This link presents an overview on how one of such service works:


    7. Cost – surprisingly modest. Both offer a free trial – Citrix has a free 30 day trial, Cisco’s free service seems to limit you to 3 participants. The prices for the various levels of service are flat rates between $50 and $90 per month — with no apparent minimum number of months that I could see. Other than that, there’s the cost of a webcam or two, and an internet connection.

    8. Participants vs Incremental Cost: As for who would log on for 14 hours — well, count me for one, and anyone else who would attend in person but can’t spare the two to four additional travel days in getting to Munich and back, and I think we’ve heard from several for whom Lunenberg is as far from home as Munich is for others. But if the incremental cost of adding this web-based option to the live seminar is indeed as modest as this information suggests, it could be a low-cost, low-risk way to increase accessibility to this invaluable information on high latitude voyaging — with a potentially positive effect on net revenue for the presenters. It could also serve as a trial run for future seminars.

    9. Remote vs Live: No doubt the live experience will always be better, but being there remotely is better than not being there at all, to my mind.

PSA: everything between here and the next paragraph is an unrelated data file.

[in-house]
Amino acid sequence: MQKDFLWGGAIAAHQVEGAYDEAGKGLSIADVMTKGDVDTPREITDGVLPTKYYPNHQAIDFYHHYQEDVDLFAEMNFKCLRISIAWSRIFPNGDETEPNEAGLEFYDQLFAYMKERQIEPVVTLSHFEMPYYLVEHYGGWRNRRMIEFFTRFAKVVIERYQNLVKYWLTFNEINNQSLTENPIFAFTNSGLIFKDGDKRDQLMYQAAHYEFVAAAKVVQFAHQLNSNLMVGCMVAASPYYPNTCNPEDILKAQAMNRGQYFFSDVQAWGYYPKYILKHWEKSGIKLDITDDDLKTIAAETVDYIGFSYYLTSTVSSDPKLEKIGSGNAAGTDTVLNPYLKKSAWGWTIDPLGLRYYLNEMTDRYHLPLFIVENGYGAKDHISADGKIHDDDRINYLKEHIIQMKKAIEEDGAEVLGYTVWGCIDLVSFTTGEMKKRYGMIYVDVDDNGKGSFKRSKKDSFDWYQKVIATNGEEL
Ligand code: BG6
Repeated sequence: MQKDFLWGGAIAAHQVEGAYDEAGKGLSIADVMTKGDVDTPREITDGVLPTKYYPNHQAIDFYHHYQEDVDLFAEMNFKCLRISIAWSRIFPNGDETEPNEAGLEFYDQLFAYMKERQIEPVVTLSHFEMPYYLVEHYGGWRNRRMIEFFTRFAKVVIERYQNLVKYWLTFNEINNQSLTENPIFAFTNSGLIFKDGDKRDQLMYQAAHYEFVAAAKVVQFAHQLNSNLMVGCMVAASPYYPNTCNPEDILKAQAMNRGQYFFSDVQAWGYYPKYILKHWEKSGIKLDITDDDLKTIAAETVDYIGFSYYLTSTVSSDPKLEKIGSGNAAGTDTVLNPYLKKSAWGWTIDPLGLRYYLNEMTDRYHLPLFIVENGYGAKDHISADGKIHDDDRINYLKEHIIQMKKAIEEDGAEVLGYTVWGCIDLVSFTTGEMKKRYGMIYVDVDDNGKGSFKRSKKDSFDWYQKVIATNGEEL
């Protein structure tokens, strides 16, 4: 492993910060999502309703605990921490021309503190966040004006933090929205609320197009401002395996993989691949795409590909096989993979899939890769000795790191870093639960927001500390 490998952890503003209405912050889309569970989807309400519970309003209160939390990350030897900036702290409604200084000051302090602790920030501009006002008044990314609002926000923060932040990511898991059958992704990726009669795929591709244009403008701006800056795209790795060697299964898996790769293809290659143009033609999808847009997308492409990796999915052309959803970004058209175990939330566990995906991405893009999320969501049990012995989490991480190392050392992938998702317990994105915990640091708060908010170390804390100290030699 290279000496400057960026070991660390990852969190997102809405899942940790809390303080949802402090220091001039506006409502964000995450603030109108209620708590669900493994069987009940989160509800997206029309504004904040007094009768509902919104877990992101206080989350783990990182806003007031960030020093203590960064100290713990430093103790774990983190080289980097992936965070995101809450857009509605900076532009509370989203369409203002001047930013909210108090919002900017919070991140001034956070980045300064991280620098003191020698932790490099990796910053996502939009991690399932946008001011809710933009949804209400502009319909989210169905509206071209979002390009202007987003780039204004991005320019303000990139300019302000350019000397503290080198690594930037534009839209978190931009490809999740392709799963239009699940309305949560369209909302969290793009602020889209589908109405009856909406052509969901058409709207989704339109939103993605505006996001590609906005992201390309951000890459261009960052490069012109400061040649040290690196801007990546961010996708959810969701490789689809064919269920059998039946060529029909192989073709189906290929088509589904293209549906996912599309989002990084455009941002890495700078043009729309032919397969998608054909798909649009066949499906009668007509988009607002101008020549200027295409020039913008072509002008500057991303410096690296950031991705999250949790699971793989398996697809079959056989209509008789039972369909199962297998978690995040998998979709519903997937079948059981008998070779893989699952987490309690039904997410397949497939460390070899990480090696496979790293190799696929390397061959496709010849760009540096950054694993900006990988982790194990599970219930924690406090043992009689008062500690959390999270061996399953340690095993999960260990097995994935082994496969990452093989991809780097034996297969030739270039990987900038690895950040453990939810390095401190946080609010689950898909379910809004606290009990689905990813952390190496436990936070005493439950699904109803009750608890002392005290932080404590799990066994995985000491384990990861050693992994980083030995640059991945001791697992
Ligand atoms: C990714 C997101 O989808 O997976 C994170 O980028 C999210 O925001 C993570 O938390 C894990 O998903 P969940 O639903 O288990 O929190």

Kind regards

    Jan-Paul Waldin

    • John Feb 23, 2014, 10:32 pm

      Hi Jan-Paul,

      Thanks so much for sharing all that—saved me a huge amount of research.

      Reading it confirmed for me that he is absolutely no way that I could coordinate all the technology and do a good job of presenting the content and properly guiding the discussion at the same time. Definitely a two person job!

      It also confirmed that Webinars would not work for what I have in mind for the High Latitude Course, but, on the other hand, might be a good technology to spread the word on the A40. Having said that, someone would need to volunteer to handle the technology and coordination side of the webinar in that I feel strongly that Erik and I need to focus on our strengths and not get distracted learning and messing with new-to-us technology.

  • Petter ;-) Mar 4, 2014, 8:42 am

    For the benefit of those interested, The Norwegain Governments guide to Svalbard and Jan Mayen has now become a free item and can be downloaded if pdf format.

    The full guide (7 volumes) covering the Norwegain coast is available, but only the Svalbard and Jan Mayen guide is in English language.

    About: The Norwegian Pilot Guide consists of sailing directions for the Norwegian coast, Svalbard and Jan Mayen, and is a supplement to the nautical charts.

    Svalbard guide- http://www.kartverket.no/dnl/den-norske-los-7-english.pdf

    Main site- http://kartverket.no/en/Kart/Nautical-Publications/The-Norwegian-Pilot-Guide/

    • John Mar 4, 2014, 11:44 am

      Hi Petter,

      Great tip, thanks very much. I am downloading the Svalbard volume as I write and Phyllis will do a post about this availablity on our Norwegian Cruising Guide site.

  • Neil McCubbin Mar 4, 2014, 9:56 am

    Great news on the free Svalbard Pilot.
    I received your Email a few days before I was going to buy the paper edition.. Now it will be on all 3 computers on board and the iPad.
    Money and space on board saved

  • Roger Apr 22, 2014, 12:51 am

    Definitely interested in a Lunenburg venue. Thanks.